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Peter Vogel, Peter Knippertz, Andreas H. Fink, Andreas Schlueter, and Tilmann Gneiting

current atmospheric state (e.g., tropical waves or influences from the extratropics) into meaningful impacts regarding the occurrence or amount of precipitation. This is robust for verification against station as well as satellite observations and cannot, therefore, be explained by propagation errors. For longer accumulation times and larger spatial aggregations, the large-scale circulation has a much stronger impact on convective activity, which should weaken the limitations through convective

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Stephan Rasp, Tobias Selz, and George C. Craig

1. Introduction Diabatic processes in the atmosphere, especially the release of latent heat through condensation and freezing, have been shown to have a large impact on atmospheric dynamics by modifying the upper-tropospheric potential vorticity (PV) distribution. Warm conveyor belts (WCB) are the predominant diabatically influenced phenomena in the midlatitudes. They are defined as broad airstreams that originate from the boundary layer of the cyclone’s warm sector and subsequently rise along

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Michael Maier-Gerber, Michael Riemer, Andreas H. Fink, Peter Knippertz, Enrico Di Muzio, and Ron McTaggart-Cowan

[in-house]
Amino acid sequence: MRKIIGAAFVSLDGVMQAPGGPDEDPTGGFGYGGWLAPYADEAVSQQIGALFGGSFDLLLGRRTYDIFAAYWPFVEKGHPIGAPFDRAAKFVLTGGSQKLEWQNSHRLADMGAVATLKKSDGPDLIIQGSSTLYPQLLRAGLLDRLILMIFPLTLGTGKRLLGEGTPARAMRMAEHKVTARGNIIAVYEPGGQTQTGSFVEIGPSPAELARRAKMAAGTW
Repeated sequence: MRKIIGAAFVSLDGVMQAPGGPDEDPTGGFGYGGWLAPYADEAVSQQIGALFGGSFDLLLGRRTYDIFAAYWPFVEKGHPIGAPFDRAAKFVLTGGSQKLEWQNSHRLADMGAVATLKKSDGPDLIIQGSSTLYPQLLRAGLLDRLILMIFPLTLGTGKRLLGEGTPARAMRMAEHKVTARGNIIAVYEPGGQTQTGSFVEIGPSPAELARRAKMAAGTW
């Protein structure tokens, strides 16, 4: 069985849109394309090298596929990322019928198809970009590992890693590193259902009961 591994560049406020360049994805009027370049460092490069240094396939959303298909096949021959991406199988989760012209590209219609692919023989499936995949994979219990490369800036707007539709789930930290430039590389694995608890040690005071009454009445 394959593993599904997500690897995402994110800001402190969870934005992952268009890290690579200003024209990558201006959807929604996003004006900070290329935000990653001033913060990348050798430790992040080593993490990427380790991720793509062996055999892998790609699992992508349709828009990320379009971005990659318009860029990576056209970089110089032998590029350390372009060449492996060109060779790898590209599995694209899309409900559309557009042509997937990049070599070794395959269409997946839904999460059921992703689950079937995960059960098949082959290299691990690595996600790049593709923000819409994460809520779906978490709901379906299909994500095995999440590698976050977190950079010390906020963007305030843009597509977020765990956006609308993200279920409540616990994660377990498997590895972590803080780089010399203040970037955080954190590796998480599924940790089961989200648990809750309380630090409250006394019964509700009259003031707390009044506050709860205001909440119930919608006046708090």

1. Introduction Tropical transition (TT) describes the phenomenon when a tropical cyclone (TC) emerges from an extratropical cyclone ( Davis and Bosart 2003 , 2004 ). During TT, the extratropical cyclone transforms from a cold- to a warm-core system. A cascade of events commonly precedes the TT: anticyclonic wave breaking (e.g., Thorncroft et al. 1993 ; Postel and Hitchman 1999 ) causes an upper-level precursor potential vorticity (PV) trough to penetrate into the (sub)tropics ( Galarneau et

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Tobias Selz

background spectrum and thus likely involve a climatological component. For example, orography and the land–sea distribution may hinder the largest planetary waves from freely evolving. In addition the ICON simulations have fixed sea surface temperatures. d. Comparison to simulations with a deterministic convection scheme A second set of simulations has been performed using the ICON model but this time in its standard setup with the deterministic TB convection scheme ( Bechtold et al. 2001 ). With this

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Kevin Bachmann, Christian Keil, George C. Craig, Martin Weissmann, and Christian A. Welzbacher

based on the procedures currently available” ( Lorenz 1969 ; Melhauser and Zhang 2012 ). Similar to Surcel et al. (2015) , we further distinguish the predictability of the model state, measured by ensemble dispersion, and the model predictability of the atmospheric state, incorporating a comparison to observations. The latter therefore includes model and observing system errors and represents a classic practical predictability estimate, while the predictability of the model state describes how